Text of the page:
Datacenter Refresh Advice from Intel’s IT CTO

April 30, 2010
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The new Xeon processors figure into Gregg’s refresh cycles

Gregg Wyant, Intel’s IT CTO is in the process of refreshing his data centers.  Like every other CTO, he has limited resources.  Not even he gets free CPUs and motherboards.  Gregg recently explained to me and a few others on a teleconference his Data Center Strategy.  He focused on the 8 principles that drive Intel’s strategy;

  • Proactive Refresh – All data centers need refreshing, one of Gregg’s focuses is determining the appropriate timeline for this.  He derived a 4-year refresh cycle that ensures efficiency and capability gains.  Intel is finding regular server refreshes providing tangible business results, realizing huge,  value gains.
  • Virtualizing Resources – New Intel Xeon 5600 server processors offer 6 cores and are used as the virtualization standard (i.e. enterprise private cloud).  Utilizing these cores for standard server tasks allows more done with less. Virtualized servers are also easily re-configured, cutting down on configuration timetables.  New Intel Xeon 7500 server processors offer 8 cores and ared used where reliability and large memory are

The new Xeon processors figure into Gregg’s refresh cycles

Gregg Wyant, Intel’s IT CTO is in the process of refreshing his data centers.  Like every other CTO, he has limited resources.  Not even he gets free CPUs and motherboards.  Gregg recently explained to me and a few others on a teleconference his Data Center Strategy.  He focused on the 8 principles that drive Intel’s strategy;

  • Proactive Refresh – All data centers need refreshing, one of Gregg’s focuses is determining the appropriate timeline for this.  He derived a 4-year refresh cycle that ensures efficiency and capability gains.  Intel is finding regular server refreshes providing tangible business results, realizing huge,  value gains.
  • Virtualizing Resources – New Intel Xeon 5600 server processors offer 6 cores and are used as the virtualization standard (i.e. enterprise private cloud).  Utilizing these cores for standard server tasks allows more done with less. Virtualized servers are also easily re-configured, cutting down on configuration timetables.  New Intel Xeon 7500 server processors offer 8 cores and ared used where    reliability and large memory are vital to application performance and availability.  Examples of this type of usage are large application instances in ERP and design of their silicon as part of the high performance computing platform.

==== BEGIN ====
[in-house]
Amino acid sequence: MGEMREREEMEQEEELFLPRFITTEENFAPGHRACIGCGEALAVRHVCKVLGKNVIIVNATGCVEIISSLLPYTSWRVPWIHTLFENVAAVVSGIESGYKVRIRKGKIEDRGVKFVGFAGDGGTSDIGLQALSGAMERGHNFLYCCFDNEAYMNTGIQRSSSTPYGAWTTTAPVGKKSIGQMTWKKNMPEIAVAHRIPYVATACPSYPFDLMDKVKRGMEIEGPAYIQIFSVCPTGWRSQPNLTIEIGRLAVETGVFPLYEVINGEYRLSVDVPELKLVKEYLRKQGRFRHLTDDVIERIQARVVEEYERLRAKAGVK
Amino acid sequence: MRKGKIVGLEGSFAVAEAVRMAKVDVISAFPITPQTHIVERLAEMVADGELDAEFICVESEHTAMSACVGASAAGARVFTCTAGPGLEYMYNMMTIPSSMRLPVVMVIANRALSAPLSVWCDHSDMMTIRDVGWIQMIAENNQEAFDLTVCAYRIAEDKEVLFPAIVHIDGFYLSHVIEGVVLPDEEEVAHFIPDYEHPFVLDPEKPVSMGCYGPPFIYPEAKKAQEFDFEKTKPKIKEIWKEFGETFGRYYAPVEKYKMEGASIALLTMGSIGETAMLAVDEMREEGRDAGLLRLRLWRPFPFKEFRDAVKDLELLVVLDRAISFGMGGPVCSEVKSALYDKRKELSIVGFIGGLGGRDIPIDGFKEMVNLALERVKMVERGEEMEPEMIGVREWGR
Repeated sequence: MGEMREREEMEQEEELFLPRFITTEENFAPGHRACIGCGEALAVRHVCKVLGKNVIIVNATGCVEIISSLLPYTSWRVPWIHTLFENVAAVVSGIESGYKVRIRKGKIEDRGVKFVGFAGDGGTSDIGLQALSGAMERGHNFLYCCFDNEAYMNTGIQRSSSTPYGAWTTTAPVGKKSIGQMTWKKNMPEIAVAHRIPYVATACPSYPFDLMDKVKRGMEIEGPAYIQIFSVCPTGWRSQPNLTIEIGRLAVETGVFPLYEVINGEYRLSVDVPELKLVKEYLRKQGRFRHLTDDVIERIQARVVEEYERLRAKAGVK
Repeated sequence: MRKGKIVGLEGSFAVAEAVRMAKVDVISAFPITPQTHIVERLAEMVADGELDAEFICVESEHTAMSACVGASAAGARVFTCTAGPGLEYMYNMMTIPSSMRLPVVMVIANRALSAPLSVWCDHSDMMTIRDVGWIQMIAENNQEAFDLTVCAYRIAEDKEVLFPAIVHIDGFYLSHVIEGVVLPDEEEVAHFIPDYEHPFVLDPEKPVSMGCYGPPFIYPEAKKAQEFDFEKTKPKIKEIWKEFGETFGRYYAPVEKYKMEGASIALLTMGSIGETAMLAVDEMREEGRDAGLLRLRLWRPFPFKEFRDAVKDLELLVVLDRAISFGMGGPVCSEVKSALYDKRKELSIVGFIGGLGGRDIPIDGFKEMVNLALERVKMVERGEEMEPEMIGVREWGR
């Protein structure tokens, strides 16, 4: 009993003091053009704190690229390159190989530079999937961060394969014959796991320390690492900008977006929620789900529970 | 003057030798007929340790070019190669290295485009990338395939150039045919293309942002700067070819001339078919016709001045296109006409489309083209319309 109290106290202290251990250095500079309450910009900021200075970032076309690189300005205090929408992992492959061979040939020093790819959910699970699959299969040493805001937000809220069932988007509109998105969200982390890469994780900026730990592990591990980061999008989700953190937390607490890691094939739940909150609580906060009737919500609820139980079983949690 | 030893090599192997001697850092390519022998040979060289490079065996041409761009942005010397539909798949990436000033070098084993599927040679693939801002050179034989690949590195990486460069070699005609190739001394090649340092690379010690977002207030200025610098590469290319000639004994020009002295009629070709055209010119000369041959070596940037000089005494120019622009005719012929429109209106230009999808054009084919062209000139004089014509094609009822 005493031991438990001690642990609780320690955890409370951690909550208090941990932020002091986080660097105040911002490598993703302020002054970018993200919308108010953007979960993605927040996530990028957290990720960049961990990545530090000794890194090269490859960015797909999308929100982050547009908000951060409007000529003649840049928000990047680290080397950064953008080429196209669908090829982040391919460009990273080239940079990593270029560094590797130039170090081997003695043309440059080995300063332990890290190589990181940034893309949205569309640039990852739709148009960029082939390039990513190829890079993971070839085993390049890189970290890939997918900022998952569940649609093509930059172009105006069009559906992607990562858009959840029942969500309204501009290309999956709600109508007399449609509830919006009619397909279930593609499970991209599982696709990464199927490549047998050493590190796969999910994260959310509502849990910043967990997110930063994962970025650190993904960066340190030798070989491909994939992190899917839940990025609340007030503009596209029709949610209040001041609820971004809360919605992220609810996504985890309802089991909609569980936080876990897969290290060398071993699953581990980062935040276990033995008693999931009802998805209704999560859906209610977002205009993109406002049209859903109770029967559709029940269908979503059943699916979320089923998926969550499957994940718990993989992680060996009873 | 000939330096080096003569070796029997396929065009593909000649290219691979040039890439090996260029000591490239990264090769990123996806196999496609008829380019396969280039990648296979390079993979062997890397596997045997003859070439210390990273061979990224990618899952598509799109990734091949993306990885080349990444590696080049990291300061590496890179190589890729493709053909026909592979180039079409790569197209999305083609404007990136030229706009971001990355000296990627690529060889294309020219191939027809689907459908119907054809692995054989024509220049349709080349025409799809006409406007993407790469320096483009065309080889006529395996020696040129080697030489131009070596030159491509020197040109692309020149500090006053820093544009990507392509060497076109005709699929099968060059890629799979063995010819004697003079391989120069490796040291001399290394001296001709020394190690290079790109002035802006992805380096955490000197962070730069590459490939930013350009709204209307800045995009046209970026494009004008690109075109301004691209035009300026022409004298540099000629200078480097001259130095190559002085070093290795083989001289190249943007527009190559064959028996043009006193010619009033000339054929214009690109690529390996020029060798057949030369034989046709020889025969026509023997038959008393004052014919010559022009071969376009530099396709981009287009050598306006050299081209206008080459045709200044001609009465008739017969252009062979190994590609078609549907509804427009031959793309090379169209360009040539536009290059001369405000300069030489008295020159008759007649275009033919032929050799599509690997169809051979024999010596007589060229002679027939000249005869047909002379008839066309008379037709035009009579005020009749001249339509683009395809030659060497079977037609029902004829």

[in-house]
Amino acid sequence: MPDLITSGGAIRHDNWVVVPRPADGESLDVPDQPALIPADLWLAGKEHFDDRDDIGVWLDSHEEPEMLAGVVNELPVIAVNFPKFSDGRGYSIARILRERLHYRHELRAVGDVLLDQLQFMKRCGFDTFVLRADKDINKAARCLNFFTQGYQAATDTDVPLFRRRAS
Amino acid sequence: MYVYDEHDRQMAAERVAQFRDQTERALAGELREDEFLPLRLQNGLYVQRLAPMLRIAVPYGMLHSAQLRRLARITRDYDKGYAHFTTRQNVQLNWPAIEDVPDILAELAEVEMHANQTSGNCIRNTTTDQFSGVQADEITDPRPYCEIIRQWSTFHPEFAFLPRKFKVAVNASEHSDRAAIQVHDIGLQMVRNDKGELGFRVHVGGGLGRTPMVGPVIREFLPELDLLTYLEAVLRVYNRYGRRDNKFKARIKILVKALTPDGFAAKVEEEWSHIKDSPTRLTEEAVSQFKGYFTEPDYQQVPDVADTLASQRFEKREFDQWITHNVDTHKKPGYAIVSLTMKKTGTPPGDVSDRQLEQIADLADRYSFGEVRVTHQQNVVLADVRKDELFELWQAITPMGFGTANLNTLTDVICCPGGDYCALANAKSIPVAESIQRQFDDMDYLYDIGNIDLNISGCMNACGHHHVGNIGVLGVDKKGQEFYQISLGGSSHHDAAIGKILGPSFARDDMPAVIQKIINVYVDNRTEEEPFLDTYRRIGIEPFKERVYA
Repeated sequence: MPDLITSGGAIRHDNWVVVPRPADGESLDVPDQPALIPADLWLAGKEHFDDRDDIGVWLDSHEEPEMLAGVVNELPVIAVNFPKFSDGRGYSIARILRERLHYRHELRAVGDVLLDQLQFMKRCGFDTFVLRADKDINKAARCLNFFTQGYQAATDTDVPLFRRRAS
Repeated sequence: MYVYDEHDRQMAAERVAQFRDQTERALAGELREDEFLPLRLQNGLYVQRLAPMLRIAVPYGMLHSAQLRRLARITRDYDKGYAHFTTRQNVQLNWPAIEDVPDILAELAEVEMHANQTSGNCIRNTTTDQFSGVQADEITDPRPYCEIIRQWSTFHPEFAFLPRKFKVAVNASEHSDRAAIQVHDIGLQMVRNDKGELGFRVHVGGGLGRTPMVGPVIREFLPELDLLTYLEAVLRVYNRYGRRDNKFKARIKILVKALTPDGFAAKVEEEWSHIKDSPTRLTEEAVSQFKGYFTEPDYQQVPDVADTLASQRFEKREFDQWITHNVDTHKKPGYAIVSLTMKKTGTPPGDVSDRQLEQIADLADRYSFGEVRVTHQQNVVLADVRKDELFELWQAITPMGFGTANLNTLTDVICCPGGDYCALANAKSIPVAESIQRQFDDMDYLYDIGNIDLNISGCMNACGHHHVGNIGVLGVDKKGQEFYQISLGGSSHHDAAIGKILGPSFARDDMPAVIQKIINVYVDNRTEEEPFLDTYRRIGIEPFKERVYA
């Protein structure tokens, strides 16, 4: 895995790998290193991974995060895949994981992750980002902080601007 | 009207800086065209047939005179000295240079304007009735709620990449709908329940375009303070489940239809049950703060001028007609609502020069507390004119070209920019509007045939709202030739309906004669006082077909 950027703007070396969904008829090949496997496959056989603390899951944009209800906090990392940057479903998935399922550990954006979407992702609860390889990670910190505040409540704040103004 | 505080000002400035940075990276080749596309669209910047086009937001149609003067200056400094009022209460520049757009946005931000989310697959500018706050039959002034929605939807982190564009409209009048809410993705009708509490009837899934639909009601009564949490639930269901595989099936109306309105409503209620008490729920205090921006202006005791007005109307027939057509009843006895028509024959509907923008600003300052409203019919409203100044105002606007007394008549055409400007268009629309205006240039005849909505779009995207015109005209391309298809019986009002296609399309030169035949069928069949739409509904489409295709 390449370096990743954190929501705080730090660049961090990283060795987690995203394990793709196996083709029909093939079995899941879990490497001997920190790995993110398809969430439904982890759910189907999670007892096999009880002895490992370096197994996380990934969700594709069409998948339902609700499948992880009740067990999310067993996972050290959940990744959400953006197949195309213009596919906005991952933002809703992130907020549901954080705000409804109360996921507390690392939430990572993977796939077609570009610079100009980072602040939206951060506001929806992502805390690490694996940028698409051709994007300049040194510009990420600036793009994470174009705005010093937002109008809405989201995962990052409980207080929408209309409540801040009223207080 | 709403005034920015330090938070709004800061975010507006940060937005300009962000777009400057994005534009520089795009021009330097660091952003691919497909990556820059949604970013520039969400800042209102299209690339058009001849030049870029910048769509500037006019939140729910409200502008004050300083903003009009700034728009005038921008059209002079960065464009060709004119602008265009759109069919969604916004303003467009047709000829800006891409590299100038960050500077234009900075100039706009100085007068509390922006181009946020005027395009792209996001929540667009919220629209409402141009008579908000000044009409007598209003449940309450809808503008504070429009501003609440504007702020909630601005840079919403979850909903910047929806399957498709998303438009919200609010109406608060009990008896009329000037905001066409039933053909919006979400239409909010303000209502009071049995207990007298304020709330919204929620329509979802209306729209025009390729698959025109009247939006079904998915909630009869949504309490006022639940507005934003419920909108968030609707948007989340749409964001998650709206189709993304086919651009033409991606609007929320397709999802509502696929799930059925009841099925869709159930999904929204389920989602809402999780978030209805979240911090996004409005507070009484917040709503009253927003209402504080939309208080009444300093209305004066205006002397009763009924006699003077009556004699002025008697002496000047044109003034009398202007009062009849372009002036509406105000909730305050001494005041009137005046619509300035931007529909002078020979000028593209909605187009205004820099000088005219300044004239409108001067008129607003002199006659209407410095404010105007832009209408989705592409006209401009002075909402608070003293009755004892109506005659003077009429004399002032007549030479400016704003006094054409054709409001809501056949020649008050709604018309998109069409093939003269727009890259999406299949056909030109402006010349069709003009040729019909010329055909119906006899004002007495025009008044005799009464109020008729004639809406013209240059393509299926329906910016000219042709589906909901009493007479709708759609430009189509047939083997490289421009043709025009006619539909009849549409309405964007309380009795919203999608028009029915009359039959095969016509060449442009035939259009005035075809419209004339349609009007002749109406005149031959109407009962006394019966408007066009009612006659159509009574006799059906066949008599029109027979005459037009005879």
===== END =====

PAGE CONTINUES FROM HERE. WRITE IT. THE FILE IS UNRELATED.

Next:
• Right-sized Server Purchase – Underpowered servers can create cost overruns, requiring additional IT staff and cycles.  Likewise, overpowered servers require great cost outlays at the start of the cycles, and if under-used never create the ROI they advertised.
  • Improvement of Energy Efficiency – Intel has been focusing on achieving extremely powerful yet energy efficient server processors.  This is achieved by smaller footprints and more efficient architecture around the processor as well.
  • Facility Upgrades/Updates – Upgrading your facilities to the latest datacenter designs can help cut down on costs and increase efficiency.  In addition, upgrading facilities can make IT investments last longer.
  • Modular Additions for Capacity – Adding capacity modularly cuts down on “Fork Lift” style updates.  The ability to just add small stacks of capability when it is needed creates flexibility and agility.
  • Optimization of Networks – Managing networks can take an awful lot of computing power and rack space.  Optimized network management can reduce computing demands and IT administration needs.
  • Enhancing Storage Solutions – Storage servers often take a large amount of datacenter floorspace.  Hard drives are getting more and more inexpensive, and there are many data de-duplication devices solutions on the market.  This enables datacenter designers to compress storage into less floorspace, liberating racks for other uses.

Correct Sizing Promotes Efficiencies

So what has dedication to these 8 principles brought Gregg?  Well he’s finding that with every refresh, they gain 250% capability, at 60% of the cost.  Through consolidation, he aims to pay off the upgrades within a year.  Intel is finding they need 45% more computing power and 35% more storage capacity every year.  Keeping up with these demands is tough, but as Gregg continues to increase capabilities, meeting needs is possible.

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